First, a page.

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Dofus

PvP

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Although much of Dofus consists of fighting monsters, there are possibilities for PvP. PvP stands for Player versus Player.

PvP TypesEdit

There are 3 instances where PvP may occur:

ChallengeEdit

A challenge is a function in which a player can challenge another player to a fight simply for fun, sometimes with a prize or gamble on the winner(s), or even just to prove who is better. The receiver of the challenge has a choice to accept or refuse the challenge. There are no consequences or prizes for winning or losing, no health, kamas or experience is lost or gained. The battle can be ended at any time, even before it begins, by clicking the orange 'X', which is near to the ready button. If the game is started, a player may leave at any time by ending a battle as any other battle would be ended (by clicking the orange 'X' near the ready button). There are no consequences for ending a battle.

Many players use the challenge function simply to see another player's level.

(Alignment) Aggression ChallengeEdit

Bontasign
Brakmarsign
Seriane Kerm

An aggressive challenge takes place when one player attacks another player of a different alignment. This type of challenge is only available to aligned characters.

An aligned player can turn on (and off) his PvP mode / wings. When an aligned player has PvP mode on and his/her wings showing, then they may (in terms of PvP):

  • Aggress someone of the opposite alignment (earning Honour Points).

An aligned player may aggress someone of the opposite alignment, he or she has no option to refuse the aggression.

Honour Points are gained for defeating an oppositely-aligned player. If the opposing player's wings are dull, the attacker will not gain any honour points because the player's level is too low. The loser will take all usual effects of death except that their pet won't lose any HP. It is impossible to aggress anyone at the zaaps

(Guild) Perceptor BattlesEdit

Perceptor

Perceptors placed by a guild can only be fought by P2P. Perceptors collect experience and drops from battles in that area and prevent another perceptors from being placed in the map - all possible reasons for someone to attack one. They involve three stages:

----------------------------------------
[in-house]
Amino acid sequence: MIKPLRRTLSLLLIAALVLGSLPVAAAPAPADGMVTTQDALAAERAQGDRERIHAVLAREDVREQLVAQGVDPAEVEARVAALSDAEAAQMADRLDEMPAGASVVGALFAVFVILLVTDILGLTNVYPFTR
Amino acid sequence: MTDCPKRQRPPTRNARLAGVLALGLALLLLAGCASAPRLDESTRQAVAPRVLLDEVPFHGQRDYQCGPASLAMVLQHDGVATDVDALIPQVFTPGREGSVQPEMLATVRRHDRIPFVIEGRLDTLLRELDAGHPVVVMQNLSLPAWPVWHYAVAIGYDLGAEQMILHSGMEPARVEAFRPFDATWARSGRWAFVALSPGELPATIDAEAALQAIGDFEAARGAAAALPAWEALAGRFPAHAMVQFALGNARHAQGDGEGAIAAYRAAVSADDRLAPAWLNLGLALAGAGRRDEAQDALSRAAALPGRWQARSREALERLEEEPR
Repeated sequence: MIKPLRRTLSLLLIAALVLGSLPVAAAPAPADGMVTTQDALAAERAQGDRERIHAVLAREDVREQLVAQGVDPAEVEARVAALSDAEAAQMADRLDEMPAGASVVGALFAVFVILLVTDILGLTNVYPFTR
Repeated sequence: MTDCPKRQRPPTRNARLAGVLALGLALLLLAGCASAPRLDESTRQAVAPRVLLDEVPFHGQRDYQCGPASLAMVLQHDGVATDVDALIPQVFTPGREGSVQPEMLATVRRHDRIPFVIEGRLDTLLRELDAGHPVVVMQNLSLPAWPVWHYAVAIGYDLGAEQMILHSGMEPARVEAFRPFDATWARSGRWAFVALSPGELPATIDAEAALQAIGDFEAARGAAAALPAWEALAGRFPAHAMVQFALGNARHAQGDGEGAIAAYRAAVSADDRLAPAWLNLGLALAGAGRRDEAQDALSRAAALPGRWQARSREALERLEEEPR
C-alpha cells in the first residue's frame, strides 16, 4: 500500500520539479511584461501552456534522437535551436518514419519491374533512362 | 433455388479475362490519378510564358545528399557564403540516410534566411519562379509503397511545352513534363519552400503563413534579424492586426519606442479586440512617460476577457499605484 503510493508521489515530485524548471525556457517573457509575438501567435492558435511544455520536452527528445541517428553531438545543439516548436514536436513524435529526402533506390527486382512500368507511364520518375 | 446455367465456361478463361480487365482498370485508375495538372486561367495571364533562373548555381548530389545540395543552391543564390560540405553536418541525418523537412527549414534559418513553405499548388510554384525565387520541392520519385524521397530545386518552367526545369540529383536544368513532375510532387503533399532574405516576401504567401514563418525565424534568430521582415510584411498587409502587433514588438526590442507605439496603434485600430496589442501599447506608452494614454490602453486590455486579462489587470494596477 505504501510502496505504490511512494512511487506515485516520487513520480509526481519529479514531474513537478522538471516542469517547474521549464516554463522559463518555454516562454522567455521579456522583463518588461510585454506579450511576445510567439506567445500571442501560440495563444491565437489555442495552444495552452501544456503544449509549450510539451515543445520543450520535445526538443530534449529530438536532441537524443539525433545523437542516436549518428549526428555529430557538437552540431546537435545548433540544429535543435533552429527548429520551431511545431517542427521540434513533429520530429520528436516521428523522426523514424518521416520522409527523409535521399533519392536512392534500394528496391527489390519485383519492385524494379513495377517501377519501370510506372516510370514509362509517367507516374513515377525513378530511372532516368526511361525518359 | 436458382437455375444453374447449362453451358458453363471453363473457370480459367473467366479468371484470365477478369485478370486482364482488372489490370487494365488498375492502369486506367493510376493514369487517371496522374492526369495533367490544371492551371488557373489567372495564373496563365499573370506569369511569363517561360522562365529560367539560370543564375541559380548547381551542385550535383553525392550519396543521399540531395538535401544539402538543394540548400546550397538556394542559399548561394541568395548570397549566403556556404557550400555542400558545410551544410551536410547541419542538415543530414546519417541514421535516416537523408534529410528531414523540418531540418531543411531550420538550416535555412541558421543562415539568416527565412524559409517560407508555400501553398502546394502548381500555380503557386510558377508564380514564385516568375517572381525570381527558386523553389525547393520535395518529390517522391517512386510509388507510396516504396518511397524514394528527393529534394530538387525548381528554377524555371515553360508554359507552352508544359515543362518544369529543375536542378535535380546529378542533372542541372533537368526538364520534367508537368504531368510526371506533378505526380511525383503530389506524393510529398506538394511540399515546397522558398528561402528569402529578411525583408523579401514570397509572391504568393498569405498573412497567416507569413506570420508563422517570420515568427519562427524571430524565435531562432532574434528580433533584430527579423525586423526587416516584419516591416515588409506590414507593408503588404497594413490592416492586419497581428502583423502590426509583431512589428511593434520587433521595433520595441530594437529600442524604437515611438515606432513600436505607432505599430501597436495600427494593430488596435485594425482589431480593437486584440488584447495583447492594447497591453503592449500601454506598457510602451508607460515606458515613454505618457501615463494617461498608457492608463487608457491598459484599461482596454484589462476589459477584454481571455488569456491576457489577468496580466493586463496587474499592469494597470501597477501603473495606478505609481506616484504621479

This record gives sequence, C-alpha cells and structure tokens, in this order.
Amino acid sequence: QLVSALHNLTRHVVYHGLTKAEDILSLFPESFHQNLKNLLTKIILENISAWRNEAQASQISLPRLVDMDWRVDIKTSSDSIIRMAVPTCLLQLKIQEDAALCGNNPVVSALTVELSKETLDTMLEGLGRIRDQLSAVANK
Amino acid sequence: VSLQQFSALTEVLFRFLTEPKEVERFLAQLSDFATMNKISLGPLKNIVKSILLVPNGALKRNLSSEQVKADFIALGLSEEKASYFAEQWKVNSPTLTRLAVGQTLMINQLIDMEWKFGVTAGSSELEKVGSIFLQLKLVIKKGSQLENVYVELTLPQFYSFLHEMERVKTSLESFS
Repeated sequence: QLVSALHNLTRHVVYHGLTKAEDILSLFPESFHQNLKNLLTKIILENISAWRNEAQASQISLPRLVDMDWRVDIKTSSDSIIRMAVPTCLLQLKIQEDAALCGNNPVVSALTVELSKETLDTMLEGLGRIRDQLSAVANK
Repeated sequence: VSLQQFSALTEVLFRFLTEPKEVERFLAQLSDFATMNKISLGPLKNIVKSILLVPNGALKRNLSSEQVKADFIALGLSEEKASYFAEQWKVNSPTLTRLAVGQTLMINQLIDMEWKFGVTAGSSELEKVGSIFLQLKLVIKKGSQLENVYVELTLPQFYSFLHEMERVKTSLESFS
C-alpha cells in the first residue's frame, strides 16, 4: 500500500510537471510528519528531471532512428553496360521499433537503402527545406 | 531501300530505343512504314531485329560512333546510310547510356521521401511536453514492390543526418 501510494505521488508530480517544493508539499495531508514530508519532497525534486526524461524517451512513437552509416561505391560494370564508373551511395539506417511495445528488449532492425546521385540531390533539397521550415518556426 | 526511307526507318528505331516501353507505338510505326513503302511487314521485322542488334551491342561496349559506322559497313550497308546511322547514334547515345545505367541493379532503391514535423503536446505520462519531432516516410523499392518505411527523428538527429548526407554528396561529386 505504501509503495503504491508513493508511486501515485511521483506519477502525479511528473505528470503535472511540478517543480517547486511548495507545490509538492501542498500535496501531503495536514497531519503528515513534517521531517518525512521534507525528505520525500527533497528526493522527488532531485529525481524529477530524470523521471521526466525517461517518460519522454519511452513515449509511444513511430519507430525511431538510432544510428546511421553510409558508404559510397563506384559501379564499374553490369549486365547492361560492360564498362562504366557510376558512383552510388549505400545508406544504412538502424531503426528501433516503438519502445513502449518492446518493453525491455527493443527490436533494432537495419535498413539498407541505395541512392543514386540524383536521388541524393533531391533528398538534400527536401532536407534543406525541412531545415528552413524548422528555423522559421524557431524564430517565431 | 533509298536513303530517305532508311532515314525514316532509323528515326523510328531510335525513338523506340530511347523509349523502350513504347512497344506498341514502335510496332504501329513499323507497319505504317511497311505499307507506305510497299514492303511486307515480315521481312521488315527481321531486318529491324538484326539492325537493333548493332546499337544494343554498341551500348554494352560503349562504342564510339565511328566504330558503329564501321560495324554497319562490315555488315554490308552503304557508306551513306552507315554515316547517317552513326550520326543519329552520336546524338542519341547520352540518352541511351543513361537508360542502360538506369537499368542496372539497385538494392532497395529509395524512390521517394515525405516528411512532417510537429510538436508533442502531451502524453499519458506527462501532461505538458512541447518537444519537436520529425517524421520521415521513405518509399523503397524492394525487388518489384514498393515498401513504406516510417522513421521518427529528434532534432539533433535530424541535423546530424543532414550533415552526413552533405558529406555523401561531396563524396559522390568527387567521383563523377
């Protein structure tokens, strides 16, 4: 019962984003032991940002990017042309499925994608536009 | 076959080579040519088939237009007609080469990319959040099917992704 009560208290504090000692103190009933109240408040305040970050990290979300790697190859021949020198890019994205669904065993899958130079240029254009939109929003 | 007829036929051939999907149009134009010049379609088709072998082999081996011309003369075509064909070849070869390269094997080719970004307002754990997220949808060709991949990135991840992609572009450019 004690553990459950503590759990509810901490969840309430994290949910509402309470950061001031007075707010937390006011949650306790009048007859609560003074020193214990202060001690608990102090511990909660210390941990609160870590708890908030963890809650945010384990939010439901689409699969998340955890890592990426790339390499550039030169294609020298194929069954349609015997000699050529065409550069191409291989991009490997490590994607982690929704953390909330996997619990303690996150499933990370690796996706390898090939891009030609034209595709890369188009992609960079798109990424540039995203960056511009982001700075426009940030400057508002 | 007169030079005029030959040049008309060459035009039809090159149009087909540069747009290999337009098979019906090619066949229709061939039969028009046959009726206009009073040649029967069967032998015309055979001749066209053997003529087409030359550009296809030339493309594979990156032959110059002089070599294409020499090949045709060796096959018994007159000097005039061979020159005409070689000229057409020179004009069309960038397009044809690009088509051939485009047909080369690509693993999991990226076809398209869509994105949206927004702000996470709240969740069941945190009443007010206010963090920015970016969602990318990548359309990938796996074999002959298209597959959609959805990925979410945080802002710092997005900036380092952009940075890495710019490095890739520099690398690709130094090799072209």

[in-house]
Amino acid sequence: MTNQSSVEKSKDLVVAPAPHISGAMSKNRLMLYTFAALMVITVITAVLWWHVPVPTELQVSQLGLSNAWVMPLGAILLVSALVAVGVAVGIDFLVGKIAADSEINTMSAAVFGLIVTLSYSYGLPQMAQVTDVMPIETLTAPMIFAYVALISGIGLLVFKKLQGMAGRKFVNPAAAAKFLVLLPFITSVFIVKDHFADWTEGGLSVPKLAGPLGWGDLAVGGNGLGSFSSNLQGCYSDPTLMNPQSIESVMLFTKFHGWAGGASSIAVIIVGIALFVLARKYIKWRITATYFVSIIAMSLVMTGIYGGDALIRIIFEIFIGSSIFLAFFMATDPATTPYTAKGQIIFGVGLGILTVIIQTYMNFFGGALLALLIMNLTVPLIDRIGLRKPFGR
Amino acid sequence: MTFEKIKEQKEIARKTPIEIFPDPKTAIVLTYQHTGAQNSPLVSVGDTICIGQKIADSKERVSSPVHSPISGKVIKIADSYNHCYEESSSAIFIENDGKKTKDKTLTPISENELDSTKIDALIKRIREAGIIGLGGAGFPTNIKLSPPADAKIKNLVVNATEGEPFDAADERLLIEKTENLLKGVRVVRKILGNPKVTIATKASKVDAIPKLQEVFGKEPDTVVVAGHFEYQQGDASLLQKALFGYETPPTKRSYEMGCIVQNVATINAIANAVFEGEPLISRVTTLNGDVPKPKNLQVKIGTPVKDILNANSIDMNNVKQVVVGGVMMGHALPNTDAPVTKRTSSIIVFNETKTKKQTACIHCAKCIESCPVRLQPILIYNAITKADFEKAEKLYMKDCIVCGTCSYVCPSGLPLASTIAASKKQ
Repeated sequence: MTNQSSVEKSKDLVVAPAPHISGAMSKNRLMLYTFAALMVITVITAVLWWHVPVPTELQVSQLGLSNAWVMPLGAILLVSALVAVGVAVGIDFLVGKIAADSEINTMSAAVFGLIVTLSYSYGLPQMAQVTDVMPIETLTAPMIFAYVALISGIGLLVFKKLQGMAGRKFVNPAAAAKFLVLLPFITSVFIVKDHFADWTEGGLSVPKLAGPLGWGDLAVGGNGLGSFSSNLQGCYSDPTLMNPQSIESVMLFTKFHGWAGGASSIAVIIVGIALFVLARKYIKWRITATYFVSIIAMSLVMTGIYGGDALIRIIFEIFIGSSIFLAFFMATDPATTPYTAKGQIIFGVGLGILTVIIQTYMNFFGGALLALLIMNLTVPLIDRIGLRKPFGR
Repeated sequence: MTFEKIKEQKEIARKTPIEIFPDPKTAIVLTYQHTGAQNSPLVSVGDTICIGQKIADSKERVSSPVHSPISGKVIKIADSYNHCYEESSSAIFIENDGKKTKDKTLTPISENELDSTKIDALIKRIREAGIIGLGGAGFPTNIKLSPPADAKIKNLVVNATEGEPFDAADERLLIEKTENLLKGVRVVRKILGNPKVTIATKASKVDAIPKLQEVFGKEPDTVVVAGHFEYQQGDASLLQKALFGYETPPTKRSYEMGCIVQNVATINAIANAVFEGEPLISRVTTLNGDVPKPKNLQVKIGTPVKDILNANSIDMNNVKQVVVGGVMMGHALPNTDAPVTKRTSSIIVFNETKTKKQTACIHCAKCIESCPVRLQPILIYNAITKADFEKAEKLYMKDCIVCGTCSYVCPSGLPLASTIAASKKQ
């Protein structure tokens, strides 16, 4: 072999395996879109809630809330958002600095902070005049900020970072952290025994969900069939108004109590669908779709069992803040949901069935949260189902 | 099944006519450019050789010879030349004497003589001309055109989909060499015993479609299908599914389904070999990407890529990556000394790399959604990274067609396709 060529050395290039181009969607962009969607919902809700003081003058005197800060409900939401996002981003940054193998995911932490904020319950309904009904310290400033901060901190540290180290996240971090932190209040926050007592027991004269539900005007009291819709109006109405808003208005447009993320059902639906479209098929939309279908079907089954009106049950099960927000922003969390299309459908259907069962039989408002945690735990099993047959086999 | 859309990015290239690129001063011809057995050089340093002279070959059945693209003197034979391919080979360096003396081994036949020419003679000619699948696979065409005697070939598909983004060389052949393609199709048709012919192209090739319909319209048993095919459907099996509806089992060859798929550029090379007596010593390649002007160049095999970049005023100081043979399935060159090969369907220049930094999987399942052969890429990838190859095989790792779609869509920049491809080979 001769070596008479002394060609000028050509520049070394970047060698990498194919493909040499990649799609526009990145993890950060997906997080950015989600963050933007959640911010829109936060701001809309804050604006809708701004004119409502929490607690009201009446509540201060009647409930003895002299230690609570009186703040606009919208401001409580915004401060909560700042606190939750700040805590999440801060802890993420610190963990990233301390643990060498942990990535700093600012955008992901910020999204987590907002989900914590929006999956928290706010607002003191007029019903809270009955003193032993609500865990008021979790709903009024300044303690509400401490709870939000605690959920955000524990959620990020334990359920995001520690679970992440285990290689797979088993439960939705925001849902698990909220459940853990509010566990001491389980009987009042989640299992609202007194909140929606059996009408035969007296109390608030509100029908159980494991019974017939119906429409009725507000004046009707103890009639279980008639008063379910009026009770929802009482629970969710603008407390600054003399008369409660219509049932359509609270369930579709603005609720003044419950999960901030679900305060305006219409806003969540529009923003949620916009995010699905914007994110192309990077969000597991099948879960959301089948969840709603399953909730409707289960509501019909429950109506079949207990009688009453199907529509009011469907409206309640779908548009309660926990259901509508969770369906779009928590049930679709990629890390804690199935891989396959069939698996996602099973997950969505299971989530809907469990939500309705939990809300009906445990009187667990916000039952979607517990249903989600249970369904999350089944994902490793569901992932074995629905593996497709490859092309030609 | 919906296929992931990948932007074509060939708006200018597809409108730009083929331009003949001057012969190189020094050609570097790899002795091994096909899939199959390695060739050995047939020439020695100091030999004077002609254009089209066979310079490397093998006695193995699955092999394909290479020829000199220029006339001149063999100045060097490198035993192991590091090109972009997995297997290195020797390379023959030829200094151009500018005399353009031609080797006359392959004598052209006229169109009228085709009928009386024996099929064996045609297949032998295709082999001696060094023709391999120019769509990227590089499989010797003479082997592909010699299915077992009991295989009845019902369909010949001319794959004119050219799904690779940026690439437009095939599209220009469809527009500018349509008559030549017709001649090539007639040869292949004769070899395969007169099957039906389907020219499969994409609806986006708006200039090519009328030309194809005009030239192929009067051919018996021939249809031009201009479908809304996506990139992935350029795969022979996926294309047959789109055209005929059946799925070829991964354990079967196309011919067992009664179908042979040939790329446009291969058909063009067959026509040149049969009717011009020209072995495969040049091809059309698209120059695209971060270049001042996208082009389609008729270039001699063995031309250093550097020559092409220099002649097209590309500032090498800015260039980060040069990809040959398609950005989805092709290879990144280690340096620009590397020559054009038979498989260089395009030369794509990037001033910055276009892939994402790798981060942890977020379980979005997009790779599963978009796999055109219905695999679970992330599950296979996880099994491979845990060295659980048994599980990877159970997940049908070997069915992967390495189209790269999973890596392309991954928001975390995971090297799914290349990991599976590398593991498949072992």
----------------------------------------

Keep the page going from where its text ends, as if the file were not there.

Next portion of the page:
Attacker Join Phase, where people may join the fight against the Perceptor. Members of the Perceptors Guild and Alliance receive a message that they are under attack, and any who are not in battle or otherwise occupied may join to defend it. The names and levels of all attackers are visible in the guild window until the end of this phase.

Defender Join Phase, all members who choose to defend are sent to the battle on the map of the perceptor. They are given time to switch starting positions (if any are left open), but attackers can no longer join or switch position during this phase.

Battle Phase, where the two sides fight each other as they would any other battle, except the Perceptor attacks with the spells it has been given. The Perceptor acts as a summoner, so if it is killed the battle is over, and the attackers are declared winners. The defenders must defeat all attackers before they are granted victory.

If the attackers manage to defeat the Perceptor, they receive whatever items and xp the Perceptor was holding at the time. The Perceptor is also removed from the map, allowing another guild to place one there. Defenders on the losing side will be returned to their Save Point with 1 hp, but they will not lose any energy. Their equipped pets also will not lose health as a result of the defeat.

If the attackers are defeated, they suffer all the normal consequences plus an additional loss of 3000 energy. This is most likely designed to prevent frivolous or repeated attacks against a Perceptor.

General PvP StrategyEdit

It is always important to have a knowledge of your opponent. If you know the attack patterns of your enemy you will have the strategic advantage, especially if your opponent has not learned your characteristics.

Secondly, always choose your start position for your advantage. Long range characters should choose a square far from their opponent (obviously) that has an unobstructed line of sight. "Tank" classes such as Sacriers should ALWAYS choose a starting spot close to their opponents. Classes such as Ecaflips should base their choice of starting location based on their main attack's range, their initiative and how they think their opponent will act. Also, when choosing a starting spot let your opponent lock in while you consider your options.

The same classes that should always start close to their opponents should also attack, or move towards a state of attacking. More "fragile" classes (read: Cras) should have their own security as their top priority, attacking only when it will not endanger them. Middle classes should use their best judgement to decide when it is appropriate to attack.

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